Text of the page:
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By Iris Mounsey

Clichéd expressions such as “tis the season for giving” or “giving is what the spirit of the season is all about”, are often mouthed around this time of the year. Though often void of sincerity, they remind persons to take a step back from the transactional and self-indulgent holiday that is the Christmas season. 

However, perhaps as often as a lunar eclipse, there are moments when individuals display such random acts of kindness that these phrases no longer ring hollow. These gestures of compassion are in most cases unexpected, and on occasion, come at a point when one’s faith in humanity is desperately in need of a refresher. 

This was certainly my experience on Dec. 15, when a feel-good event that is worthy of sharing occurred. I choose to tell it  so that others can appreciate what I would liken to a rose standing out in the midst of dry, arid and burnt-out portion of desert land.

I had only entered Cash Money Auto on a whim, in the hope that they might be able to locate and sell me a gas tank cap to replace the defective one the gas station attendant had exchanged for mine. I wasn’t expecting to even be lucky enough to find one. After all I had tried all the gas stations and most of the parts places and the likelihood of getting one was diminishing.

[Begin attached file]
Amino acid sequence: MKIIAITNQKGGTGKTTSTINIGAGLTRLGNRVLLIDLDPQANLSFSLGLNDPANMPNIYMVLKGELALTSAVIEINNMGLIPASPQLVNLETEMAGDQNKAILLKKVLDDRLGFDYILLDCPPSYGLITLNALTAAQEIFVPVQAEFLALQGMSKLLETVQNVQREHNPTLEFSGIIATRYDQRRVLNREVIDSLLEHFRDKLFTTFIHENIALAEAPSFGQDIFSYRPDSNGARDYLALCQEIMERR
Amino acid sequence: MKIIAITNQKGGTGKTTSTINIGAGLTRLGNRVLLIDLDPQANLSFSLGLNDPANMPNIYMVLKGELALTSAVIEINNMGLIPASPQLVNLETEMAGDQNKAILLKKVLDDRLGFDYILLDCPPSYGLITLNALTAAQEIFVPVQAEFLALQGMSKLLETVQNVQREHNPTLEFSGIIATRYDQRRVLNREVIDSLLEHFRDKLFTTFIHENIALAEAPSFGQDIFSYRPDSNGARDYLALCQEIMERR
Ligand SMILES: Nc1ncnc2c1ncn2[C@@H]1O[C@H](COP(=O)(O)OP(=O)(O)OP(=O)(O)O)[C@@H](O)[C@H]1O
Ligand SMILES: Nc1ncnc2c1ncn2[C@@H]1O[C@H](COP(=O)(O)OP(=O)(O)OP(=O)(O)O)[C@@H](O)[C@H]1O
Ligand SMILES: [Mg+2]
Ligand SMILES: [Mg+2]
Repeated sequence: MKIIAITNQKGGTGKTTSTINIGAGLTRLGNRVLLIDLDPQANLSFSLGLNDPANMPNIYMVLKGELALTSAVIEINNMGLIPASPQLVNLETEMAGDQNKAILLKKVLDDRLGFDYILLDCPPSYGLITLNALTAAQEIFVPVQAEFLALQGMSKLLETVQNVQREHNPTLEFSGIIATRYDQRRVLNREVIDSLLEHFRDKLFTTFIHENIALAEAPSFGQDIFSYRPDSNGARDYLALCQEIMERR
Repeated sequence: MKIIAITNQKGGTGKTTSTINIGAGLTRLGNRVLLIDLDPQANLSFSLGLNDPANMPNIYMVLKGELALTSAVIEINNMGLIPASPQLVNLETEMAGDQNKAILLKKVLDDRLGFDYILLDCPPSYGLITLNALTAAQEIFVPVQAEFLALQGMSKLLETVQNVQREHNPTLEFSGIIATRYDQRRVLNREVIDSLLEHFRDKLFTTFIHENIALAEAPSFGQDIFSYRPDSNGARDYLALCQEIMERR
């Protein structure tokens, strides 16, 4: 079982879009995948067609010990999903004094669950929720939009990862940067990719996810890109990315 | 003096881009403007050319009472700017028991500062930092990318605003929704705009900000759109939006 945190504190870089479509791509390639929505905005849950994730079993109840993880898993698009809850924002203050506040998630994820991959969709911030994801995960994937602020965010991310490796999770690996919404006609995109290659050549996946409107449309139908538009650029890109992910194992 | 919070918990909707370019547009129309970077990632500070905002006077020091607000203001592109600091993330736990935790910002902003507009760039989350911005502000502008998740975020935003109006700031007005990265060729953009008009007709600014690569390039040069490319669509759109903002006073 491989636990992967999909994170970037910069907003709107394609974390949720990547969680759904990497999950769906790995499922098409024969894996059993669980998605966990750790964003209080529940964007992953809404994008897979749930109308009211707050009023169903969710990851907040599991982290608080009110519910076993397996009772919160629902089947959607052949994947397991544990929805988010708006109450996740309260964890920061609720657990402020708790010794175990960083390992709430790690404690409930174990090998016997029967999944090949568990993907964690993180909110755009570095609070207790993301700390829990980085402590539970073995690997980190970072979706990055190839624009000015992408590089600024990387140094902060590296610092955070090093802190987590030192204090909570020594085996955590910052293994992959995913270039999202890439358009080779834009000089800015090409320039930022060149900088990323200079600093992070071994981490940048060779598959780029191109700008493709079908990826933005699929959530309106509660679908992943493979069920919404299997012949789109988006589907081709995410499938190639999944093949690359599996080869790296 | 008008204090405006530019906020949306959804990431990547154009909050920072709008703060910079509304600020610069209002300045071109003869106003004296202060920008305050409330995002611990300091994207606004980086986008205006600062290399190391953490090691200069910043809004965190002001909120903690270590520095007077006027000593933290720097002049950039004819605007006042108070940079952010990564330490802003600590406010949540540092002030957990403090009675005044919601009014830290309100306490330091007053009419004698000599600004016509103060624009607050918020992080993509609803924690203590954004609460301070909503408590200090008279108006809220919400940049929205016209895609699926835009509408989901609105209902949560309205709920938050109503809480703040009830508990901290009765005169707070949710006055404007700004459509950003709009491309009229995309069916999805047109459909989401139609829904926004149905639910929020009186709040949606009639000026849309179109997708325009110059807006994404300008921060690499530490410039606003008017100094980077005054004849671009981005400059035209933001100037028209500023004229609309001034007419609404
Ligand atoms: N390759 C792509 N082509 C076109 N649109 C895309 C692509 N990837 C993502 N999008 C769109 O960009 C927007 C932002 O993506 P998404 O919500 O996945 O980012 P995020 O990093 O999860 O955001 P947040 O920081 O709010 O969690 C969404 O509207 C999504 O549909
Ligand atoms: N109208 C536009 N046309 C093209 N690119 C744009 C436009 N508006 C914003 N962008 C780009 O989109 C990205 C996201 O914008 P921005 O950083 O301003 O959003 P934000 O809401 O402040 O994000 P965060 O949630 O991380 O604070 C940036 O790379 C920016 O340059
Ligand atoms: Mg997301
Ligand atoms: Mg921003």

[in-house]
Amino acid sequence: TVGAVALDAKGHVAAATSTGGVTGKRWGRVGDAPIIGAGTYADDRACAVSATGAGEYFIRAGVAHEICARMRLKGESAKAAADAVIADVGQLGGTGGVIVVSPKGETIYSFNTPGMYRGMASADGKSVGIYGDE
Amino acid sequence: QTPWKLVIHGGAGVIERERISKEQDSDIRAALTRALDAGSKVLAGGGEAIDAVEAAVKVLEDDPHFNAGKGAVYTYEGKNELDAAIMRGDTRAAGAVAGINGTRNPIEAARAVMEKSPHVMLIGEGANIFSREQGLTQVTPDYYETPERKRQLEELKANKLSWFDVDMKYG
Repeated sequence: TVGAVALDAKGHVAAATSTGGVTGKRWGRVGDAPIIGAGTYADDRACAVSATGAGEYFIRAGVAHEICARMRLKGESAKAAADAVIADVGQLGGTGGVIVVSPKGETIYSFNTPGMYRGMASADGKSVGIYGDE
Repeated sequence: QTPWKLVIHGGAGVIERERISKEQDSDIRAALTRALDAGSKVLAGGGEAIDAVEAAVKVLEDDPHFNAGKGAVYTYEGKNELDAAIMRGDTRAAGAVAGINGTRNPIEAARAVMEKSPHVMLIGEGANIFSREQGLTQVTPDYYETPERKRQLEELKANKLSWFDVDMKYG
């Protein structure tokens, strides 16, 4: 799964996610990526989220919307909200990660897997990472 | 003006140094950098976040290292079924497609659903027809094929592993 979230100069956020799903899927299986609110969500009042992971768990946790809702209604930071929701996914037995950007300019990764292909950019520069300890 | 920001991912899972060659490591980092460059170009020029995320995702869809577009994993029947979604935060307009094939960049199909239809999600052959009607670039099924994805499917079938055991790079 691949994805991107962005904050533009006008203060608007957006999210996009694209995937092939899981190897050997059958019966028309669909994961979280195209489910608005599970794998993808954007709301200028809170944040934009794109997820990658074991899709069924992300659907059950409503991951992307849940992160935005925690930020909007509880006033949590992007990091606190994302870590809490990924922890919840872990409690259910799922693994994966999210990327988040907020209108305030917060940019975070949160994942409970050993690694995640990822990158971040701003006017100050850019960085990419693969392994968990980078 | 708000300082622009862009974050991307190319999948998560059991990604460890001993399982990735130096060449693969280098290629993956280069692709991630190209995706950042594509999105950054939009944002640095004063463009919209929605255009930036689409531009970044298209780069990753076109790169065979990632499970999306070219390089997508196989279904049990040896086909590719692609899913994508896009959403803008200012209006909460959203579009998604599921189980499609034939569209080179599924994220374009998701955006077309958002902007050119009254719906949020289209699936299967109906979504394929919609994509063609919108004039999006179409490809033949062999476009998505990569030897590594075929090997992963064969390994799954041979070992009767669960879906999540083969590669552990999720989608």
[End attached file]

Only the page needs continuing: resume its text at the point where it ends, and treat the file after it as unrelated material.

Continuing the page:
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A bit exhausted and somewhat peeved at my misfortune I once more explained my predicament and the possible way it could have occurred to the willing attendant. He soon returned with two covers that could both fit. He called across to the cashier to collect $46 for the gas cap, but someone else called across loudly, “That’s okay. She’s not to pay!” I didn’t think that remark had anything to do with me and proceeded on to the cashier. Then two more voices called out to me telling me that the cap was being given to me free from the store. I stuttered a bit and asked why. They were just giving it to me. I finally thanked them all profusely, and left.

What is ironical in all this is that the company carries a name that twice stresses the medium in which they conduct their transactions. Yet here they were participating in a genuine form of altruism. I had not asked for help. They did not know me neither did they expect something in return for what they were doing.  They will not even recognise my name because I didn’t need to share it.

That experience made my day. I had been totally unprepared for the windfall when it came, but my grin of happiness spreading all the way back to my ears told how much I relished the moment. It couldn’t have come at a better time, as within my own personal and private spaces, I was struggling to come to grips with man’s inhumanity to man. At Cash Money Auto, the fate of humanity no longer seemed hopeless, because a corporate entity was showing itself to have a heart that could be moved to perform disinterested acts of benevolence.  

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